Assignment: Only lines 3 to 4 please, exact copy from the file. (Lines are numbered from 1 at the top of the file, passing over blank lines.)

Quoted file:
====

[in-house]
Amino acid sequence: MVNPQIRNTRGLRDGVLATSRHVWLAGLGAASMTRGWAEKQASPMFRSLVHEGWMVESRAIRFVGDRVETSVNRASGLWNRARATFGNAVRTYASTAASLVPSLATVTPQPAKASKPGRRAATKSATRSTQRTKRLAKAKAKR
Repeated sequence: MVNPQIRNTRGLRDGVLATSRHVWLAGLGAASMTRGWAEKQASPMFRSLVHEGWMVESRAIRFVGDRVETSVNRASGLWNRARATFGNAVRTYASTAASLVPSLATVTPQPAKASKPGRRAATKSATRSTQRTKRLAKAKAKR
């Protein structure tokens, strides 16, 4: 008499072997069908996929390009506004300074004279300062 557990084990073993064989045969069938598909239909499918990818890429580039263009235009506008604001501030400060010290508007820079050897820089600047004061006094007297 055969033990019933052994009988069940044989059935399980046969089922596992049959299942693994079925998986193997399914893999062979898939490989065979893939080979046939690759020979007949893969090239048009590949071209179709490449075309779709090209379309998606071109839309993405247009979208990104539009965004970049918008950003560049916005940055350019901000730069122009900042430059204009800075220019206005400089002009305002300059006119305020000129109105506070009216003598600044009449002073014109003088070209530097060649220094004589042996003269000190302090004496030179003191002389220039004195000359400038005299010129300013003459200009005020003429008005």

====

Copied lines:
Repeated sequence: MVNPQIRNTRGLRDGVLATSRHVWLAGLGAASMTRGWAEKQASPMFRSLVHEGWMVESRAIRFVGDRVETSVNRASGLWNRARATFGNAVRTYASTAASLVPSLATVTPQPAKASKPGRRAATKSATRSTQRTKRLAKAKAKR
């Protein structure tokens, strides 16, 4: 008499072997069908996929390009506004300074004279300062 557990084990073993064989045969069938598909239909499918990818890429580039263009235009506008604001501030400060010290508007820079050897820089600047004061006094007297 055969033990019933052994009988069940044989059935399980046969089922596992049959299942693994079925998986193997399914893999062979898939490989065979893939080979046939690759020979007949893969090239048009590949071209179709490449075309779709090209379309998606071109839309993405247009979208990104539009965004970049918008950003560049916005940055350019901000730069122009900042430059204009800075220019206005400089002009305002300059006119305020000129109105506070009216003598600044009449002073014109003088070209530097060649220094004589042996003269000190302090004496030179003191002389220039004195000359400038005299010129300013003459200009005020003429008005």